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to what lengths were they going to get there -- this out here, and were there any laws violated to get this out to the public? host: are there any other names a part of this investigation? guest: one of the names is jake sullivan. jake sullivan was the top foreign advisor for the clinton campaign. he is the top national security advisor for the biden administration. he has been in the crosshairs of conservatives for a while, especially after afghanistan and the withdrawal there. what has come out in this trial and before the sussman trial, he had put out a statement saying to the effect that it is only a matter of time before the fbi starts looking into the trump alpha bank allegations. he put out a statement, i believe it was on halloween before the election in 2016,
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promoting the alpha bank allegations. there is a lot of of people in conservative media who want room to take a look at jake sullivan's role in promoting this allegation, the fact it was debunked. we will see. if durham does decide to go down that road, it is going to be interesting. that is going to be the closest durham gets to the biden white house and is going to ramp up pressure from the white house on attorney general merrick garland shut this down. the other point i want to make, garland can -- merrick garland can fire john durham, but he has to do so and -- in writing and specify the specific cause. it is weird being a special counsel, you report to the justice department, and you do not. you do not really report to the justice department, but if
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merrick garland wants to to explain steps or know why he is approving a warrant or subpoena, you have to explain that to him. there is oversight. you are sort of on your own, but there is justice department oversight. guest: host: what about the steel dossier? guest: i do not know if we have learned much more than we did before. we knew a lot of this stuff was under verified. we are several years out of its use for the fbi, these claims have still not been verified. we know more about how some of the unverified claims and allegations that have been disproven have ended up in the steel dossier, we will learn more about that in the dick cheney go case, which goes to trial in october. the sussman case issue went into the inner workings of the clinton campaign. we have had two clinton officials testify,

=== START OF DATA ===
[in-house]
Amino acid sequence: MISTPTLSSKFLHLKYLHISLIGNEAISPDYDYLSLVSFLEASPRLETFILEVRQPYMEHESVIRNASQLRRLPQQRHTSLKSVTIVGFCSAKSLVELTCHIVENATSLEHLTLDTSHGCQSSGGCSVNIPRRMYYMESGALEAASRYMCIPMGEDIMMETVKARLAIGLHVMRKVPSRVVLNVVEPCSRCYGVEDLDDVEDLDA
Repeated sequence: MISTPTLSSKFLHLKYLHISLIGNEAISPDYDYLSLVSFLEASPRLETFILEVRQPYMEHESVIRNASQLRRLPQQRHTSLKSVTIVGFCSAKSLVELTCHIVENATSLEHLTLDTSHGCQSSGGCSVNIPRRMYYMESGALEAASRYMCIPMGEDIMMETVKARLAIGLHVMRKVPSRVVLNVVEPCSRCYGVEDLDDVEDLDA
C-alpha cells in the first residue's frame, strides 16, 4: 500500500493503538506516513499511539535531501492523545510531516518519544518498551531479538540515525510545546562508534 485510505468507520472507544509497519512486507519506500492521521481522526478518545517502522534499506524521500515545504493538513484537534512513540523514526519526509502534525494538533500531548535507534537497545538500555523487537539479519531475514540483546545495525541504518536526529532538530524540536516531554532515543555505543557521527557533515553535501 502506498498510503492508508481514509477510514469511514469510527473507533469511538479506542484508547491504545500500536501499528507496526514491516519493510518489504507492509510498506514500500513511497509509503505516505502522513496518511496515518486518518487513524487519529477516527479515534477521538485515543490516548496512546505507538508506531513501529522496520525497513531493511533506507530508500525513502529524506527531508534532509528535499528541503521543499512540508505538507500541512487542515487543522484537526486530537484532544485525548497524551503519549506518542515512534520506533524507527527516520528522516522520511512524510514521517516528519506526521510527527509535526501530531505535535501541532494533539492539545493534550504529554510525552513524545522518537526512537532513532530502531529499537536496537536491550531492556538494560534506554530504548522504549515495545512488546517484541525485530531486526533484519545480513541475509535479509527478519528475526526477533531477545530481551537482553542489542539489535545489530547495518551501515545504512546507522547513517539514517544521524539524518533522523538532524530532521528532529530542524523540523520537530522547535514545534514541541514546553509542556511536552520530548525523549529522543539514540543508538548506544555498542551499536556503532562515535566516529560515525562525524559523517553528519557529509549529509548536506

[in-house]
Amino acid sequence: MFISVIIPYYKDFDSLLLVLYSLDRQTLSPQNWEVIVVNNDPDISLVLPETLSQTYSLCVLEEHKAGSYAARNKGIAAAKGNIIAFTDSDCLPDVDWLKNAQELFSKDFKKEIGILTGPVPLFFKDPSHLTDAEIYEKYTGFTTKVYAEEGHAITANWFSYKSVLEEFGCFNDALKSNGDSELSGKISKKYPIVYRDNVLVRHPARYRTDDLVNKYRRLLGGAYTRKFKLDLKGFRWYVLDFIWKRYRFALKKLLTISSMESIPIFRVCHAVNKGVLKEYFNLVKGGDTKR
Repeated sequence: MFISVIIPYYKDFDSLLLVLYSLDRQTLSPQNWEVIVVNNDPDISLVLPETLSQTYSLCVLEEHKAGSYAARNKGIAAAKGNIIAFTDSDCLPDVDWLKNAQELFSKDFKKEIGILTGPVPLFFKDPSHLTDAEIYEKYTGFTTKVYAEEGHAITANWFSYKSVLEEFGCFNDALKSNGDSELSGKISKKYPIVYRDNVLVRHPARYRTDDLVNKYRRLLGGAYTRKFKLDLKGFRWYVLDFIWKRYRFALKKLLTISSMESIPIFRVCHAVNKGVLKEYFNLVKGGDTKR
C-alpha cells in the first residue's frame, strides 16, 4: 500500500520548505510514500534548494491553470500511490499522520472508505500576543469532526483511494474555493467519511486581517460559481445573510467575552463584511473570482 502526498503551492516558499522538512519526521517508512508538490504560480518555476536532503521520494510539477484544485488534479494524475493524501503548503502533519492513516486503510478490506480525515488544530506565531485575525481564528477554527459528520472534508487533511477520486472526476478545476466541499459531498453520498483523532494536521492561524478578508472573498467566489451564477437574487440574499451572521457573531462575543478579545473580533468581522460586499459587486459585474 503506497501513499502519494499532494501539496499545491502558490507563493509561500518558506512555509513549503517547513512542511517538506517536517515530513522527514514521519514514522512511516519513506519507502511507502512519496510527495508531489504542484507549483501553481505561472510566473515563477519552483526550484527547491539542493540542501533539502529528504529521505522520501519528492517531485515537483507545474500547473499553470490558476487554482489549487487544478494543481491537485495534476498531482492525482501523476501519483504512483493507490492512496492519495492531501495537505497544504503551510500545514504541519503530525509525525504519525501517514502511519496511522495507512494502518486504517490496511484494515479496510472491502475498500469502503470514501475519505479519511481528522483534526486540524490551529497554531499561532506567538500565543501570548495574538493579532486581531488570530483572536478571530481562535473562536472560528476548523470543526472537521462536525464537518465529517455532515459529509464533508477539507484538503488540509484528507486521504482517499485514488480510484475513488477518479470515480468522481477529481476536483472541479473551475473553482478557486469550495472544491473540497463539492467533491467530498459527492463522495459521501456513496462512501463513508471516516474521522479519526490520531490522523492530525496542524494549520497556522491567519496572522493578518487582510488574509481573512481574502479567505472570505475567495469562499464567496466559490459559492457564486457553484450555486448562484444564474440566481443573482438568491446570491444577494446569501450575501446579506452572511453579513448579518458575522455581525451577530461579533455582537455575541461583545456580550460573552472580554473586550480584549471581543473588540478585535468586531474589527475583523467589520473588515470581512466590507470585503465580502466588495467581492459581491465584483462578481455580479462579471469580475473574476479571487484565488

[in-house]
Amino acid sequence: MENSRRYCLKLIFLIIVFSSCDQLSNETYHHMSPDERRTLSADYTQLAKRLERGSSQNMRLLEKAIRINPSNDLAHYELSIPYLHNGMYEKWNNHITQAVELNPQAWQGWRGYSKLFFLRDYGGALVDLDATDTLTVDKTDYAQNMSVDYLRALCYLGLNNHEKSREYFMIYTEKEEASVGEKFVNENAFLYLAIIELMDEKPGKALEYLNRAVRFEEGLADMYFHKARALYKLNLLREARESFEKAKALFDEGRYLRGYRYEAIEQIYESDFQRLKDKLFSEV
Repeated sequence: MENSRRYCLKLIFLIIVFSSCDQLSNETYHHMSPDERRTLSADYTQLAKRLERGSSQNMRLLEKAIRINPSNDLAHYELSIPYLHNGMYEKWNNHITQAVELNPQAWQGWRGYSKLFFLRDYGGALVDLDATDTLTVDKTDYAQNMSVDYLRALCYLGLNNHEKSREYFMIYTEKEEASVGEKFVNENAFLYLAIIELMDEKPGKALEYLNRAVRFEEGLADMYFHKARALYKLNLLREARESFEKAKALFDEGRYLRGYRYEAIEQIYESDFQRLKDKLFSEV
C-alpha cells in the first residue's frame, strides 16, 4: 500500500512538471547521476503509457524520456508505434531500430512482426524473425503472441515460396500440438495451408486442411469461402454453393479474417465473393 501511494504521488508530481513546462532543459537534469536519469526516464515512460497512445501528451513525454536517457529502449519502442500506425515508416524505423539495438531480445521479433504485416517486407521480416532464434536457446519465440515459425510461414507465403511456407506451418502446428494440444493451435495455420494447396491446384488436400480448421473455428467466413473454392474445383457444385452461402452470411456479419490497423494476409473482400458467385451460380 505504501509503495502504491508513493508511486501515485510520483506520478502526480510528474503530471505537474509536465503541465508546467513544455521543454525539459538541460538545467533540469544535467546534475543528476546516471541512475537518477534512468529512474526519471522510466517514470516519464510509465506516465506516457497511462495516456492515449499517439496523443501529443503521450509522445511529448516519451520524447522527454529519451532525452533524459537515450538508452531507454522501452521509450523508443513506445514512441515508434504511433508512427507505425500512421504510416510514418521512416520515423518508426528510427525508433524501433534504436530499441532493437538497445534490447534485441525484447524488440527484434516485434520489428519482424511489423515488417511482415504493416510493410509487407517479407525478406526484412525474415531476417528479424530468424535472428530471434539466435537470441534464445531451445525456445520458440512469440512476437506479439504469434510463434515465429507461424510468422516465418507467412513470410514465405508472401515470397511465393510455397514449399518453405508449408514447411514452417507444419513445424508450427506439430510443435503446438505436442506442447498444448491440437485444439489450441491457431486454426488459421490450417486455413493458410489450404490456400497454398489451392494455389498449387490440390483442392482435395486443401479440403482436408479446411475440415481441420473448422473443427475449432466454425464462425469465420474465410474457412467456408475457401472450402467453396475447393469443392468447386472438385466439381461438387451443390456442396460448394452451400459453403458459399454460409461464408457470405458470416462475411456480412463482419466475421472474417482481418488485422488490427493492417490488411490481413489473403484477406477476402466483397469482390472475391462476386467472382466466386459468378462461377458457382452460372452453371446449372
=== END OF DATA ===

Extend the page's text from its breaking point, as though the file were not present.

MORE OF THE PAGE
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their testimony was interesting. dichenko seems like it was trying to give steel what it wanted. falsified this allegation on his own. he did not have ties to the clinton campaign. he did not work with the fbi. this is the trial for anybody who wants dylan more about the fbi and the clinton pam -- campaign. host: the michael sussman case, closing remarks today. there could be a verdict today or next week. steve in richmond, maine. republican. caller: hello. i have a question about the jury instructions. i was following the trial via the robert, i think his name is, he has been reading the transcripts.
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it sounds like the instructions to the jury includes a way to give the jury a way out, where they can say that he didn't knowingly do it. you have any comments on that? what the -- guest: judge cooper told him not to consider a text message sussman sent after the fbi alerted james baker, saying he was not meeting with him on behalf of any client. that does hurt the prosecution's case. it makes it harder, because now, the jurors have to do -- have to rely on what baker says sussman told him in that meeting. nobody else was in the meeting, james baker is not an investigator. he did not take notes. it has his word versus michael sussman's word. that is going to be a problem for the prosecution.
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host: are you covering the verdict? guest: yes, i will be covering closing arguments later today. host: will you be tweeting about it? the twitter for jeff is @jeff mordock.
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washington journal continues. host: charlie sykes is with us this morning, founder and editor at large of the bulwark, a news and opinion website. he is the author of how the right lost its mind. esther sykes, you wrote after the school shooting at the texas elementary school that this is a time for grief and also for incandescent anger. what did you mean? guest: